# How did we land back on earth from the moon

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Wouldn’t when we land on the moon, the earth would still be in motion bc of the orbit, and so whenever we exit the orbit of the moon (Which was orbiting the earth) the earth would still be in a constant orbit moving at high speeds, how did we calculate and intercept earth in said orbit.

In: Planetary Science

The earth and the moon are taking the same orbit around the sun, so there is not as much difference in speed as you’re thinking.

The Moon orbits the Earth, so it’s not like the Earth is leaving the Moon behind. When a spacecraft lands on the Moon or orbits the Moon, it’s still orbiting the Earth because it’s “attached” to the Moon, which is still orbiting the Earth. All you have to do is burn your engines in the right direction so that your trajectory send you back to Earth.

The moon is orbiting the Earth. As the Earth moves through the solar system, the moon moves with it. Think of it like 2 runners on a track, moving at the same speed. It’s going to be relatively easy to toss a ball back and forth between each other because you’re moving the same way.

It gets harder with other planets, they still mostly are moving the same direction, but your speeds are way different and your distances are much greater. Way more chances for things to go wrong, and being off by .01% doesn’t matter much when you’re moving a foot, but if you’re moving a few hundred thousand miles, that little error will make a big difference.

The math to figure this all out has been around for a long time, the difficulty was more on the engineering and technology side of things. And of course, getting it wrong is pretty disastrous.

The moon is in freefall over the earth, and moving laterally enough that it doesn’t actually get any closer, i.e. – it’s in orbit. In order for something to get to earth from the moon, it needs to lose most of that speed, so that it can fall down to earth. So the rocket orbiting the moon needed to use fuel to thrust in the opposite direction that the moon was traveling in, to shed speed and let earth’s gravity pull it back down.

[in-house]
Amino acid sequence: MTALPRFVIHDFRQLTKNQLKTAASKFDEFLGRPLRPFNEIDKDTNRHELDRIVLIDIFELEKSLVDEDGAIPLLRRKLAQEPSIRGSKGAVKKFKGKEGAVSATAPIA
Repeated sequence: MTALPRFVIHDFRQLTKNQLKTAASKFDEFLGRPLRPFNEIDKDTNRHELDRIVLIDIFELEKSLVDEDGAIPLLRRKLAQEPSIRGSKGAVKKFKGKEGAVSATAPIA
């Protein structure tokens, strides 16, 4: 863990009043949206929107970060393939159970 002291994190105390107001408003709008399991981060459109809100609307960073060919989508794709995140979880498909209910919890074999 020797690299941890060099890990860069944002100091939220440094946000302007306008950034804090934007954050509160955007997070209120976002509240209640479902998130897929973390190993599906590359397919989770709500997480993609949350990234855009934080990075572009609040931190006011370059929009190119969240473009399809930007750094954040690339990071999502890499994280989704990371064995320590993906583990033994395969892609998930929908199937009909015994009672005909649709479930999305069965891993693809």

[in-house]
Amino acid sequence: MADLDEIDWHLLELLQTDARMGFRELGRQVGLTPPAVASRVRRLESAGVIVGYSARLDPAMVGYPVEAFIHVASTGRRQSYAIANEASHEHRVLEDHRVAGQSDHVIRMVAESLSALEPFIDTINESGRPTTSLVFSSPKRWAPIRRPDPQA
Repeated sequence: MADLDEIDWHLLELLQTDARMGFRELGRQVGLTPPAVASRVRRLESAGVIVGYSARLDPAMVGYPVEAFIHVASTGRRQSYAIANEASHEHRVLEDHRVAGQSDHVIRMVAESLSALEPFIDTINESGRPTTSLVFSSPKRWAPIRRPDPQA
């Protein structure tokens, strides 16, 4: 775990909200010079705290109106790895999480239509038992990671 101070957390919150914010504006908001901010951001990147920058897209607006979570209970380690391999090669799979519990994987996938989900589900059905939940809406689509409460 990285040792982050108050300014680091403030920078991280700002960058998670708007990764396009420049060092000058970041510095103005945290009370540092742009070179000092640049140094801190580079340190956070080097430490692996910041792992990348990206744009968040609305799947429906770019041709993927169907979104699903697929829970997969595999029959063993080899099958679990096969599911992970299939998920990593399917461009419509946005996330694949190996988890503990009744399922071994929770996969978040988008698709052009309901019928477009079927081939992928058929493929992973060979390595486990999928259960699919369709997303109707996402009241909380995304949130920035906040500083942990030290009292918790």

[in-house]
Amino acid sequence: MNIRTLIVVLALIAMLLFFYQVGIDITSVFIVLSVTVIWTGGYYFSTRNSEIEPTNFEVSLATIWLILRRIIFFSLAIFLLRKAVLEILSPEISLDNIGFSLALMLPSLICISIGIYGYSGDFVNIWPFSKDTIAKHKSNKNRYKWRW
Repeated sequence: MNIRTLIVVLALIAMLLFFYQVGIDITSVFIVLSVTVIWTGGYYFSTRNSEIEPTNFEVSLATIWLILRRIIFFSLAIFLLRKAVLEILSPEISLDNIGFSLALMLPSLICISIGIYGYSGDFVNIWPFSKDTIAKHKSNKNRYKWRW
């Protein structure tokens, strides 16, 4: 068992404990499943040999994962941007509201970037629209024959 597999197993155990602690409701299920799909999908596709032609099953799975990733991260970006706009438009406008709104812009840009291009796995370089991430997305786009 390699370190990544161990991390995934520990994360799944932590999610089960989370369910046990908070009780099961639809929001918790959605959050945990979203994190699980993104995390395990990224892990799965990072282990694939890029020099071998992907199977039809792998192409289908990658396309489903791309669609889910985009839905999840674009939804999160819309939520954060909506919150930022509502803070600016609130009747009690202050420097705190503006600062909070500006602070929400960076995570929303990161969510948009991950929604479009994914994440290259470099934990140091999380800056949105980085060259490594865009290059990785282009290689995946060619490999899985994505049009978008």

The Earth is spinning around really fast (once a day on its own axis). And it is zooming around the Sun (about 107,000 km/h). And it and the Sun (and all the other planets) are hurtling around the centre of the Milky Way (around 828,000 km/h).

So if you jump up, why don’t you flying away?

Because you are also moving with the Earth.

Motion is generally relative; it doesn’t really matter how fast you are going, what matters is how fast you are going compared with whatever you care about.

In terms of you and the Earth, even if you are both moving really fast relative to the Sun, or the centre of the galaxy, compared with each other you’re hardly moving at all.

And the same works out for getting back to the Earth from the Moon. Sure, the Earth is moving really fast through space, but the Moon moves with the Earth (rotating around it).

When dealing with space travel mostly you just have to worry about your “local” movement compared with whatever the biggest thing nearby is. So when going between the Earth and the Moon you can mostly treat the Earth as fixed in space (if spinning). At least, once you’ve got far enough away from the Moon that it isn’t affecting you much. Getting from the Moon back to the Earth is in some ways easier than going the other way, as the Earth is bigger so easier to get pulled towards and hit.

I feel like you should probably go play some Kerbal Space Program. Definitely not 100% accurate to earth/moon physics but very precise with the same laws. It sounds like you have some misunderstandings about how orbital mechanics works and rather than trying to tease out what all those are from multiple back and forth questions, you can go play around with it yourself. Lemme know if you need some help paying for it.

The movement between the Earth and Moon isn’t that big of a deal.

The Moon orbits around the Earth at the same speed a satellite the same distance from.earth would need to move.

When in orbit around the moon, you just need to move fast enough to reach the moon’s escape velocity. If you escape the moon’s gravity in the direction away from the way the Moon is currently moving, you get your remaining velocity “subtracted” from the speed of your orbit around the Earth.

The big issue with returning from the Moon is it is MUCH further away than low Earth orbit, so as you are essentially falling from the Moon back to Earth, you gain a lot of speed, so you either need to use fuel to slow down, or hit the atmosphere even harder than a normal reentry.